Just recently, Measure 110 of the Drug Decriminalization and Addiction Treatment Initiative was approved, making the punishment of non-commercial possession of a controlled substance a maximum fine of $100. Furthermore, individuals receiving this punishment will be sent to rehab instead of jail. With many states and countries growing in favor of decriminalizing drugs, there are still arguments that addiction will worsen without the threat of jail time. Understanding the benefits of treatment over jail will show that it is more important to help those struggling with addiction than to punish them for having a disease they never asked for.
Decriminalization versus Legalization
Decriminalizing a drug is not the same as making a drug legal. For example, in Portugal, the distribution and sale of drugs are still considered a criminal offense. However, the possession and personal use of drugs are seen as a public health problem. Instead of handing drug addicts off to the police and prison wardens, these individuals are sent to addiction counselors, psychologists, and social workers. Decriminalization of drugs does not mean that suddenly everyone will be allowed to abuse drugs. Users still cannot get high in public and drug sales are still grounds for prosecution. Instead, it simply changes the way that society deals with suffering drug addicts, treating them as mental health patients instead of as criminals.
The Benefits of Decriminalization
Decriminalizing drug use and possession can save the country money by reducing prison and jail costs, as well as population size. It will also allow for public health and safety to be prioritized over punishment for drug use. Furthermore, decriminalization can reduce the stigma associated with drug addiction, encouraging more people to come forward and seek treatment. Consequently, those suffering from addiction can have the opportunity to change their lives for the better, instead of having to face the challenges of a criminal record on top of their struggles with addiction and mental health.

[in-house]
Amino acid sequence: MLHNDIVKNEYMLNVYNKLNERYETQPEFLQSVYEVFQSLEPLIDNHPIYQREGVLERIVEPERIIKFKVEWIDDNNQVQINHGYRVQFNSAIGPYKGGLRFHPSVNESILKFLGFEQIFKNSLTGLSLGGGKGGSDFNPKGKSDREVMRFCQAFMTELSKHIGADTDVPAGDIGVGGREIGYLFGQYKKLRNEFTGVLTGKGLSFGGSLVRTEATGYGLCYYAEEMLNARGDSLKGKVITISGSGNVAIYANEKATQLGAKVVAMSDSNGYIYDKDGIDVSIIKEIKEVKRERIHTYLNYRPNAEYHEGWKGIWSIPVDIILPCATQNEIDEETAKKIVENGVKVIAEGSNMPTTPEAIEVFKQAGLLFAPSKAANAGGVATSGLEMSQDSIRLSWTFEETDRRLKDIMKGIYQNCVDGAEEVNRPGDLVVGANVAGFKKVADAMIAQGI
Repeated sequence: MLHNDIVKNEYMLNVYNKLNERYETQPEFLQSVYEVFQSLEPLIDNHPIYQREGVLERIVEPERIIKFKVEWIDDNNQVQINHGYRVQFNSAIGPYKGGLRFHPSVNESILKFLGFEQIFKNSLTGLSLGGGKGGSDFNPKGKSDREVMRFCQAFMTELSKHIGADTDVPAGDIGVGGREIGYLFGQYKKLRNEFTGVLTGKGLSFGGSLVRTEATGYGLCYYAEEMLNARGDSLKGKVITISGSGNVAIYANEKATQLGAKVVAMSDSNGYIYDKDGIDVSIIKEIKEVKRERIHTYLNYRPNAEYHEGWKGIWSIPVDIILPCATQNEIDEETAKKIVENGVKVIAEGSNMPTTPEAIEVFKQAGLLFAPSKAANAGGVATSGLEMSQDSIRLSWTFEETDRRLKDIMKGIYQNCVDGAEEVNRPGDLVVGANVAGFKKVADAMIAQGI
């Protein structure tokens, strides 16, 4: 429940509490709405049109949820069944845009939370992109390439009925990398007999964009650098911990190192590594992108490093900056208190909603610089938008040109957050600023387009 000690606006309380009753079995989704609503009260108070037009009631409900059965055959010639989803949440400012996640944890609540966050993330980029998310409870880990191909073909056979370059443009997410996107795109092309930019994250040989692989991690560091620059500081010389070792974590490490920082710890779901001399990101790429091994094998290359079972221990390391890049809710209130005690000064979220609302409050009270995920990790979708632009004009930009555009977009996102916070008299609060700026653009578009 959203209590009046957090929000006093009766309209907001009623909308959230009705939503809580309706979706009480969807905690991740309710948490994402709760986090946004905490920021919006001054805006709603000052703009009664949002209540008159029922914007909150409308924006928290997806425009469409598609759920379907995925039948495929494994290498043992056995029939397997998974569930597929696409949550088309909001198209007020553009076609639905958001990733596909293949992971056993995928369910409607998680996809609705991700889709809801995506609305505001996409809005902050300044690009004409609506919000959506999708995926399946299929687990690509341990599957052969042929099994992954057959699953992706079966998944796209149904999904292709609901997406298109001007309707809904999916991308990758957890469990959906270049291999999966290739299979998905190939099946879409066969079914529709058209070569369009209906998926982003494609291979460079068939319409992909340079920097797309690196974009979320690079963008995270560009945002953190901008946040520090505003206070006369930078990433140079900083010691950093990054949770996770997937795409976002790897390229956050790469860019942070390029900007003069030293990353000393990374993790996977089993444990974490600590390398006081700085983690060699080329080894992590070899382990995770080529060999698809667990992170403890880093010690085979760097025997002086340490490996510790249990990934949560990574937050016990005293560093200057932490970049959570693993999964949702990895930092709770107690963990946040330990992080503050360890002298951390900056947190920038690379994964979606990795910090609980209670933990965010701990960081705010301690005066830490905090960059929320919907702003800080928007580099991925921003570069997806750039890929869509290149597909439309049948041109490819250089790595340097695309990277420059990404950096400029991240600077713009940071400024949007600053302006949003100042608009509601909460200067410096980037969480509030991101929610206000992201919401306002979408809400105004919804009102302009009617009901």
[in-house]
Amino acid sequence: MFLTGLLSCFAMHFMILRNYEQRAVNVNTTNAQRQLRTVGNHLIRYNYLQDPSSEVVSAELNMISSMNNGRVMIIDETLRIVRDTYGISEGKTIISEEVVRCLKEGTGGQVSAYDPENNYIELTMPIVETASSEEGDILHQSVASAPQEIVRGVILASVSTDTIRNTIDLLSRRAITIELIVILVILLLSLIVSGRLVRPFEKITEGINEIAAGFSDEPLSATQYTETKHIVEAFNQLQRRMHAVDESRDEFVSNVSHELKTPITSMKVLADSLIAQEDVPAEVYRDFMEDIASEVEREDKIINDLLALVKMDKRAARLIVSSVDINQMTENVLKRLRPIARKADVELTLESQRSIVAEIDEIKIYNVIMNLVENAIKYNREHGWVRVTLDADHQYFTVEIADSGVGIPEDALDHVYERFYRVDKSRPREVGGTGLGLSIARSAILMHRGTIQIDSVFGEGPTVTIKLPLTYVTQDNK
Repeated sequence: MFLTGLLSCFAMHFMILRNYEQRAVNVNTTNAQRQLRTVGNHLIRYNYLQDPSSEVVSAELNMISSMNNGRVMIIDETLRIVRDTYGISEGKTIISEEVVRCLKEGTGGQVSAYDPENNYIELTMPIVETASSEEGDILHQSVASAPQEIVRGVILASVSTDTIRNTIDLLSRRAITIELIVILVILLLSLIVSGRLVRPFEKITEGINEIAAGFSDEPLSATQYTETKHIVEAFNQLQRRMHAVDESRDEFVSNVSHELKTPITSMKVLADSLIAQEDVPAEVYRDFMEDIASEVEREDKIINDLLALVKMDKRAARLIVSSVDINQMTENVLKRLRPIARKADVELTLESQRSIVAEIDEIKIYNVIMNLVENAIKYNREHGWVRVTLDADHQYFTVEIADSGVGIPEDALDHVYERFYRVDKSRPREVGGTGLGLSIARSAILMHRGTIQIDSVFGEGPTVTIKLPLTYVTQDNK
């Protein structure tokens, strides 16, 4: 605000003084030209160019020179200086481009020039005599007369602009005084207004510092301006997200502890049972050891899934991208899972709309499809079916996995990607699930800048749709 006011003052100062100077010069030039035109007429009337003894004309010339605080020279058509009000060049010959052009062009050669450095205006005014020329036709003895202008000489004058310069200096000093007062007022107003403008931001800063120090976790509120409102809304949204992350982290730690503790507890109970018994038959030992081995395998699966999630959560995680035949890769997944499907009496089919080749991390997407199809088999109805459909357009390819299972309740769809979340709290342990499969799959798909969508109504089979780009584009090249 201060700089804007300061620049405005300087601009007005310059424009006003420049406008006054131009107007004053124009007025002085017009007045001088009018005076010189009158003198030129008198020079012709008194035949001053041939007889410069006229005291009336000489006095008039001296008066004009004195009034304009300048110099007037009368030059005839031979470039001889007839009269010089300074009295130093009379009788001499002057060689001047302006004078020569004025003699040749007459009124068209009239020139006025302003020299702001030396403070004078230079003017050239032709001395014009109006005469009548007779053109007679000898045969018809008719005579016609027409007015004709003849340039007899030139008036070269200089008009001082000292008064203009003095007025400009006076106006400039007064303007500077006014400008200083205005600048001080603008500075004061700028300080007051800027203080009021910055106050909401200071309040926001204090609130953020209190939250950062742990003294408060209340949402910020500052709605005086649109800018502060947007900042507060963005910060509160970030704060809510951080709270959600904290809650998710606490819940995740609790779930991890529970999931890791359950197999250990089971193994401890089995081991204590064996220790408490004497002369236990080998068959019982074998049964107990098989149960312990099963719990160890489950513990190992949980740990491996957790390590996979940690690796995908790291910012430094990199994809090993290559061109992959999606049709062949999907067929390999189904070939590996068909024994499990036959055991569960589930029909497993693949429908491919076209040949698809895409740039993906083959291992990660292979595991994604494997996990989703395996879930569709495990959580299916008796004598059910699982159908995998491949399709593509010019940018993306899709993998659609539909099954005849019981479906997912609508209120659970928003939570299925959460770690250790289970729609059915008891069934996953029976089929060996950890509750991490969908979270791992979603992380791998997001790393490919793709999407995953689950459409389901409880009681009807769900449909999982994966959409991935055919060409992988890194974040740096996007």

Decriminalization and Rates of Drug Use
People fear that decriminalizing drug use will encourage more people to use drugs. The truth is that treating drug use as a mental health issue instead of a criminal one is more successful at keeping communities safe. For example, according to Drugpolicy.org, the number of people that enrolled in treatment between 1998 to 2011 increased by over 60%, meaning that increased promotion of mental health treatment for addiction has led to more people off the streets and seeking recovery. Treating drug addicts as criminals only perpetuates the problem, while decriminalizing drug use can have life-changing effects.
Addiction is a disease that no one asks to have. Unfortunately, individuals struggling with addiction often suffer in silence, as they fear that speaking out about their troubles could lead them to criminal charges or jail time. Consequently, many people live their lives without experiencing a real chance at recovery. Decriminalizing drug use can direct drug users towards treatment facilities instead of jails and prisons, allowing them to seek the mental health support they need to beat their addictions. At Alta Loma, we understand how scary it can be to face your addiction and reach out for help. We want you to know that there is nothing to be afraid of. We are here to support you on your recovery journey. Located in Georgetown, Texas, we can provide you with tools to maintain your sobriety, including 12-step programs, individualized therapy, therapeutic recreational activities, life and coping skills education, and medication management, among other services. Please give us a call at (866) 457-3843 to learn more.